Established in 1994 by Steven Spielberg to collect and preserve the testimonies of survivors and other witnesses of the Holocaust, the USC Shoah Foundation Institute maintains one of the largest video digital libraries in the world: nearly 52,000 video testimonies in 32 languages and from 56 countries.
The Institute is part of the Dana and David Dornsife College of Letters, Arts and Sciences at the University of Southern California; its mission is to overcome prejudice, intolerance, and bigotry —and the suffering they cause—through the educational use of the Institute’s visual history testimonies.
The Institute works within the University and with partners around the world to advance scholarship and research, to provide resources and online tools for educators, and to disseminate the testimonies for educational purposes. In addition to preserving the testimonies in its archive, the Institute is working with partner organizations to expand the archive with accounts of survivors and witnesses of other genocides.
USC Shoah Foundation Institute website: dornsife.usc.edu/vhi
About the University of Haifa Strochlitz Institute for Holocaust Research
The Strochlitz Institute for Holocaust Research was established at the University of Haifa in 1983. The Institute's specific aims are:
- Make a critical contribution to the International discourse on the Holocaust and World War II by advancing coherent and extensive academic research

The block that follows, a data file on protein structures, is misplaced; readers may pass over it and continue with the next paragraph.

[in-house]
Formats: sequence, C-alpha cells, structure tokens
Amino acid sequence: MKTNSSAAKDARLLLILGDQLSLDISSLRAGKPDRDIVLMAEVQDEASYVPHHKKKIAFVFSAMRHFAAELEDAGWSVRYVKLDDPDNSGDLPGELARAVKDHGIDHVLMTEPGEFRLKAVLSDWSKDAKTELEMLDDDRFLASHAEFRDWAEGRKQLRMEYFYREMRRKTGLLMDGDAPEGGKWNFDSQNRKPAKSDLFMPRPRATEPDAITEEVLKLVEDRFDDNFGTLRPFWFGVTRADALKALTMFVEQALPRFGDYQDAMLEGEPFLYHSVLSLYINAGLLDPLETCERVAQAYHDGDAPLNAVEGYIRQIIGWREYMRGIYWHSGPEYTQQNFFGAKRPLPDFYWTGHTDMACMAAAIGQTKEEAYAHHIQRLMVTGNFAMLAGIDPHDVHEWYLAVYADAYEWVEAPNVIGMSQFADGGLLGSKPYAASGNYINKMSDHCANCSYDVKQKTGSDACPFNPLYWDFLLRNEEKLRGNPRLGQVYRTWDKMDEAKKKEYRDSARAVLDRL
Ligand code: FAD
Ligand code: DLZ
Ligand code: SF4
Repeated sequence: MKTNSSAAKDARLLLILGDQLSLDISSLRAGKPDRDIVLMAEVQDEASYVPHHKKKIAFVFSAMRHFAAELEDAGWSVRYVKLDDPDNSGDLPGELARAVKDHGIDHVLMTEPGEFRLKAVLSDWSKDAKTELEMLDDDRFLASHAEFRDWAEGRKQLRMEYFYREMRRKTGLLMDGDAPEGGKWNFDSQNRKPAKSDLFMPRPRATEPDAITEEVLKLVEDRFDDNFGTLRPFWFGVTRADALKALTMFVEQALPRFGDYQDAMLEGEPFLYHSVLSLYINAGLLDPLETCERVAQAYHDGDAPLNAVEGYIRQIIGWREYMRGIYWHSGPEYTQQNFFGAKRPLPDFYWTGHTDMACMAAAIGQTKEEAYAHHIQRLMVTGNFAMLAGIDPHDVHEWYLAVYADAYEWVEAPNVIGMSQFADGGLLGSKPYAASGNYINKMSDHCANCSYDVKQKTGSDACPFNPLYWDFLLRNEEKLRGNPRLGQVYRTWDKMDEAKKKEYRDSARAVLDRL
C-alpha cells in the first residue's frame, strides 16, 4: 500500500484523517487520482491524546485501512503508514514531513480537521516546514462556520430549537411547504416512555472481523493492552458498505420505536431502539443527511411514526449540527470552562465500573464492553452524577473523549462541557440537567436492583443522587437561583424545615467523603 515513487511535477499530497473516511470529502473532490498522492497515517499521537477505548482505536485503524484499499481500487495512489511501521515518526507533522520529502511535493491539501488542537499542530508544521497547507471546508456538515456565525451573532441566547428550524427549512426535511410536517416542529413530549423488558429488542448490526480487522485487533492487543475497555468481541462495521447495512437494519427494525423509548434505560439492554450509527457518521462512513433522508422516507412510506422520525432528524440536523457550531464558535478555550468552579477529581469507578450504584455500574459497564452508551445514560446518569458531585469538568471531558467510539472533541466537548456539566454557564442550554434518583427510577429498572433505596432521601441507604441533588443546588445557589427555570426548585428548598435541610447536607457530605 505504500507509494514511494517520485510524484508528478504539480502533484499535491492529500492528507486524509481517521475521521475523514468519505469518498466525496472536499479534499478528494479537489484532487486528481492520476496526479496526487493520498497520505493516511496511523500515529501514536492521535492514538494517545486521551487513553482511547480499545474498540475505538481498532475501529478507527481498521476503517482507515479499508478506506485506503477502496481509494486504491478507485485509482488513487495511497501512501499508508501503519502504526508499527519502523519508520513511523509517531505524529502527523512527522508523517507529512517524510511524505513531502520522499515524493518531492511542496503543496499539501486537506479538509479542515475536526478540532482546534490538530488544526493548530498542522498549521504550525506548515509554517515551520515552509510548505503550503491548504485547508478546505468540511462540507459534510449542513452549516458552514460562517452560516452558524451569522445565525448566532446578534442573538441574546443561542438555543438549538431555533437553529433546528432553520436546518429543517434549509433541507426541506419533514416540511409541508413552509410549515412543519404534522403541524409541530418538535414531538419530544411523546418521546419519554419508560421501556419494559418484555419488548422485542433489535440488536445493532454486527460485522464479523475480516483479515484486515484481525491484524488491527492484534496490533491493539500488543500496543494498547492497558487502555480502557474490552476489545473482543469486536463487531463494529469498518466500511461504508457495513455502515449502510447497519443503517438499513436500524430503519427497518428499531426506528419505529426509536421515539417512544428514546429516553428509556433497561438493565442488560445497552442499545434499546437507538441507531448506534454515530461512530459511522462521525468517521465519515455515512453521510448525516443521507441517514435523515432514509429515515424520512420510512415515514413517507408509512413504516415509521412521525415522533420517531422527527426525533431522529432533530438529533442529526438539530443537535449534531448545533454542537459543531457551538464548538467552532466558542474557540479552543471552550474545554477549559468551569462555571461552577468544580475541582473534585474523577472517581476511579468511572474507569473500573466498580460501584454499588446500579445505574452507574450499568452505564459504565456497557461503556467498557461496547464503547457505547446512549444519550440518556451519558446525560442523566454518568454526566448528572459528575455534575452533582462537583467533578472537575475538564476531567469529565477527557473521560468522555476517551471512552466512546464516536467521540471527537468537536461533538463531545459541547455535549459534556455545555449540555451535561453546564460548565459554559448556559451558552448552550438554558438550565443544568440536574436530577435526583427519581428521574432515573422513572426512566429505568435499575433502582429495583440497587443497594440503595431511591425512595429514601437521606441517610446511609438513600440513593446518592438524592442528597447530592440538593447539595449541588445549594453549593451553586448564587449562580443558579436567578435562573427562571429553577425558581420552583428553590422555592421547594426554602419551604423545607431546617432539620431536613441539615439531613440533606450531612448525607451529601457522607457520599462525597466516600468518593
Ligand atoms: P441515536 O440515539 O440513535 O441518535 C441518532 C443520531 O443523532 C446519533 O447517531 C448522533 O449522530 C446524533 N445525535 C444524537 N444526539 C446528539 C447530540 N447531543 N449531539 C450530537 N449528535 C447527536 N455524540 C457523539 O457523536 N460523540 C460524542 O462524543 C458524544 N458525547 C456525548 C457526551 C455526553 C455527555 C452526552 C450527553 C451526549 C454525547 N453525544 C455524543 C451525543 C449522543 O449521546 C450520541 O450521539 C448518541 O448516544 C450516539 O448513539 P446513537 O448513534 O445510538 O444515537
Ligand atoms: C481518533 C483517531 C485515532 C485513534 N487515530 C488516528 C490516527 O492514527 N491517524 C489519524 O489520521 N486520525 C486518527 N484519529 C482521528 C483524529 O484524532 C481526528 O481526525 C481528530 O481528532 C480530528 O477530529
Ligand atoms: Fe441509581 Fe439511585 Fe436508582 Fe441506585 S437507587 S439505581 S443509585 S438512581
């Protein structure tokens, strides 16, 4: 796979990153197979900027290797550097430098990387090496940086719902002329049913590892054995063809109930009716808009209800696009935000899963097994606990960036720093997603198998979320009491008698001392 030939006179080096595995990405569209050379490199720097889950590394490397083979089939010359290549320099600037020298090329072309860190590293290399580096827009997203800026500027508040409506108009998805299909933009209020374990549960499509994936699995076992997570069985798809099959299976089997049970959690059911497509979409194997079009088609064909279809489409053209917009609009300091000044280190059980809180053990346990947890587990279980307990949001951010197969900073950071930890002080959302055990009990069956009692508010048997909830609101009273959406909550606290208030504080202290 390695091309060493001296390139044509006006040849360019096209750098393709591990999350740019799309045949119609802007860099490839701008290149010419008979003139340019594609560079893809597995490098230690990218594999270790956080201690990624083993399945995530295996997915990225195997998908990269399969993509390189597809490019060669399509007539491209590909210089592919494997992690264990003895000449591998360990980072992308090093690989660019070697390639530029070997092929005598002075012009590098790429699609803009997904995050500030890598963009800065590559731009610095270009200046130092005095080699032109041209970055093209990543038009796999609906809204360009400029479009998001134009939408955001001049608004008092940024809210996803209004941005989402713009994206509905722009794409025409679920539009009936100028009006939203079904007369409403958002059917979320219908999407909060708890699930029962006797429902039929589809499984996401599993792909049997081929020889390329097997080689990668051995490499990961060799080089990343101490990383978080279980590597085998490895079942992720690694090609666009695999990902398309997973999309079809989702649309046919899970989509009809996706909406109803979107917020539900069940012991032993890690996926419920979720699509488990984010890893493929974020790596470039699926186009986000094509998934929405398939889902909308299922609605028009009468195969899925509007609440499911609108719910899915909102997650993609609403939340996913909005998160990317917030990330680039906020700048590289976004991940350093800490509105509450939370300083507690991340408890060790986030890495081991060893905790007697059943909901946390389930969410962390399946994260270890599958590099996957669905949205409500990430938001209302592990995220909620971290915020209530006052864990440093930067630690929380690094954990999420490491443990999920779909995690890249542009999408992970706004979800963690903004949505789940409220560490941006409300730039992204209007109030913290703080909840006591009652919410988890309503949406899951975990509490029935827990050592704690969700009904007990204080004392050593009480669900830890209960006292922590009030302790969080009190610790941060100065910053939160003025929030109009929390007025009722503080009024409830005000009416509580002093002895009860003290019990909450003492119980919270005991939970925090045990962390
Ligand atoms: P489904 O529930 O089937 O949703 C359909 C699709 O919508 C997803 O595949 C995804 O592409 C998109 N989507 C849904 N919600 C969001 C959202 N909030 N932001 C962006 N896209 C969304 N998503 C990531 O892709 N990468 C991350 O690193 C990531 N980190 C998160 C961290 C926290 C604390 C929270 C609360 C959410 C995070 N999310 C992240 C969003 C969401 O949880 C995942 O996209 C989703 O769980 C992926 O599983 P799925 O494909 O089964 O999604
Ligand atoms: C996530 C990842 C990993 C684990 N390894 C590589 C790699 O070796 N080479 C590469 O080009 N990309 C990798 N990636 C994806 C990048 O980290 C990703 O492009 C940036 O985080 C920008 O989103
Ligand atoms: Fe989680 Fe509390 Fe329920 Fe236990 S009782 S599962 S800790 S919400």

- Work to embed the memory of the Holocaust and its lessons to various audiences
- Provide an academic incubator in which multidisciplinary researchers can share knowledge, methodology and resources
- Cultivate young scholars specializing in the fields of the Holocaust and World War II
- Publish written materials in English and Hebrew in fields that will give expression to new research agendas in Israel and around the world
The Institute attaches importance to enabling varied populations to gain exposure to new Holocaust studies, from academics and educators to students and the public at large. It realizes its mission through conferences, colloquia, and seminars for academics and the general public, and encourages and nurtures developing scholars in numerous disciplines to gain expertise in the Holocaust and World War II. The Institute’s journal, Dapim: Studies on the Holocaust, The Journal of the David and Fella Shapell Family Foundation, offers a platform for advancing research in Israel and overseas. The Institute awards prizes to recognize excellence in Holocaust studies by university and high school students. The Institute operates the Historical Documentation Center of archival resources that include World War II-era documents from Germany, Hungary, Poland, Romania and other regions, such as certificates, diaries and letters, pamphlets, newspapers, and Nazi propaganda that reveal the history of the Jews during the War.
Strochlitz Institute for Holocaust Research website: holocaust-center.haifa.ac.il
For more information, please contact:
Sonya Sharp, USC Shoah Foundation Institute
Dr. Yael Granot-Bein, Director of the Strochlitz Institute for Holocaust Research